Black Literature in the '90s: This `Renaissance' Calls for Self-reliance.
In 1948, Zora Neale Hurston published an article in the Negro Digest titled "What White Publishers Won't Print." Today, the issue turns not on what white publishers won't print, but rather, what they will print when it comes to African-American literature.
When Terry McMillan's "Waiting to Exhale," Toni Morrison's "Jazz" and Alice Walker's "Possessing the Secret of Joy" all appeared on The New York Times Best Sellers' list at the same time for several weeks in a row in 1992, the cross-over popularity and appeal of Black women writers was hailed by many scholars and critics as dramatic proof that Black literature was about to have a Second Coming.
Hurston, one of the charter members of the dazzling Harlem Renaissance of the 1920s that featured a Black creative explosion heard around the world, is not alive to witness this current mass-produced blitz of African-American-written romance, mystery, science fiction and self-help books -- all of a decidedly middle-brow orientation. It has been referred to by some as a "new renaissance" -- but is it? And who reaps the financial bonanza?
The critical acclaim and popular success of "hot" Black writers does not obscure the troubling fact alluded to by Hurston nearly 50 years ago: The publishing industry in the United States is still dominated overwhelmingly by white males, and the role of editor at these houses remains, by and large, the untrammeled province of white males and females.
According to a 1991 study by the Association of American Publishers, African Americans occupy a mere 4.6 percent of the editorial and management positions in the $20-billion-a-year book publishing industry.
Although the U.S. Department of Commerce has no figures available on the numbers of African American publishers, Commerce officials describe it as "very small."
Given the white grip on publishing the question, then, is whether the industry can adequately accommodate the new Black voices, achieving for them exposure to the audience they address.
Playing "devil's advocate" at the recent Fourth National Black Writers Conference held at Brooklyn's Medgar Evers College, was President Clinton's favorite mystery writer, Walter Mosley, widely known for his wildly popular Easy Rawlins Mystery Series, now published in six languages. One novel in the series, "Devil In a Blue Dress," was recently turned into a critically acclaimed film directed by Carl Franklin and starring Denzel Washington.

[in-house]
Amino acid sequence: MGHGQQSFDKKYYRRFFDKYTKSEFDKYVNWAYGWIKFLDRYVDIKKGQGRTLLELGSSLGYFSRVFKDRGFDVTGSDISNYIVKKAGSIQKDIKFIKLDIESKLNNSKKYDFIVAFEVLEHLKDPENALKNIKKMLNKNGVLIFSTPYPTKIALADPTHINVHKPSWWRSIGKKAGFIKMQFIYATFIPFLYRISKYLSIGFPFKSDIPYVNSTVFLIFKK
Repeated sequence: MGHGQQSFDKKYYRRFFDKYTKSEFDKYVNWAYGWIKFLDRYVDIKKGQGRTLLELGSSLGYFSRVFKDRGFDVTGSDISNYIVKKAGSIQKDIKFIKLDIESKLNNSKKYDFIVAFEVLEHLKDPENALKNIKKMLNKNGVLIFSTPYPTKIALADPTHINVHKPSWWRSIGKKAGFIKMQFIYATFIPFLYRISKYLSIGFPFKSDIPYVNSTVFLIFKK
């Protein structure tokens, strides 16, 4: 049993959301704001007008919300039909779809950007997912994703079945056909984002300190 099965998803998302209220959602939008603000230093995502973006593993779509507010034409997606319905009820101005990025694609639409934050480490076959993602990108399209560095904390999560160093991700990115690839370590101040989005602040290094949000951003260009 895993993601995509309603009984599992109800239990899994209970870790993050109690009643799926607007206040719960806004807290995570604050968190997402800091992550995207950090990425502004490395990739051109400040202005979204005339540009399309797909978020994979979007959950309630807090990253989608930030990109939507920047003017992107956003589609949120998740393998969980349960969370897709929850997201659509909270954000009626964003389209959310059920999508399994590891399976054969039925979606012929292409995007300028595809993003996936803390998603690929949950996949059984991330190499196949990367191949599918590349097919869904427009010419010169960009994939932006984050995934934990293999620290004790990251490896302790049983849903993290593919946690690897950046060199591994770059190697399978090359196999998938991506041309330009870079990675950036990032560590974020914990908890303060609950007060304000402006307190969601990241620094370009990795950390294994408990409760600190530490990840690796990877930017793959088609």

"White people," said Mosley, "are the only ones who can tell people about writers. I don't like it, but it is true. The truth is that the cultural backbone of America is not only its literature, it is the book publishing industry. Our history, our culture, our cinema, our literacy and our morality are based on people in that business and most of the people who dominate that business are white men. Liberal white men, who dine with Nelson Mandela, then go to their [private] clubs and talk about what Mandela said."
Mosley, who also serves as Visiting Artist-in-Residence at New York University, knows whereof he speaks. Publishing industry surveys and a July 1995 Village Voice article, "The Unbearable Whiteness of Publishing," bear him out. According to the article, "White editors exercise tremendous control over a range of social and policy discussions, including debate over affirmative action. Yet, as an industry, publishing is whiter than most."
The publishers, the editors, the designers, the sales force, the publicity, the foreign rights experts, the reviewers -- "98-plus percent are white," said Mosley.
"[They are] unapologetically white. We have to worry about our representation in mainstream and international publishing. Without [Black] editors and publishers in positions of power, 10 years from now, we will be looking for a new renaissance because the people who forgot the [Black authors] before us were white people in publishing. …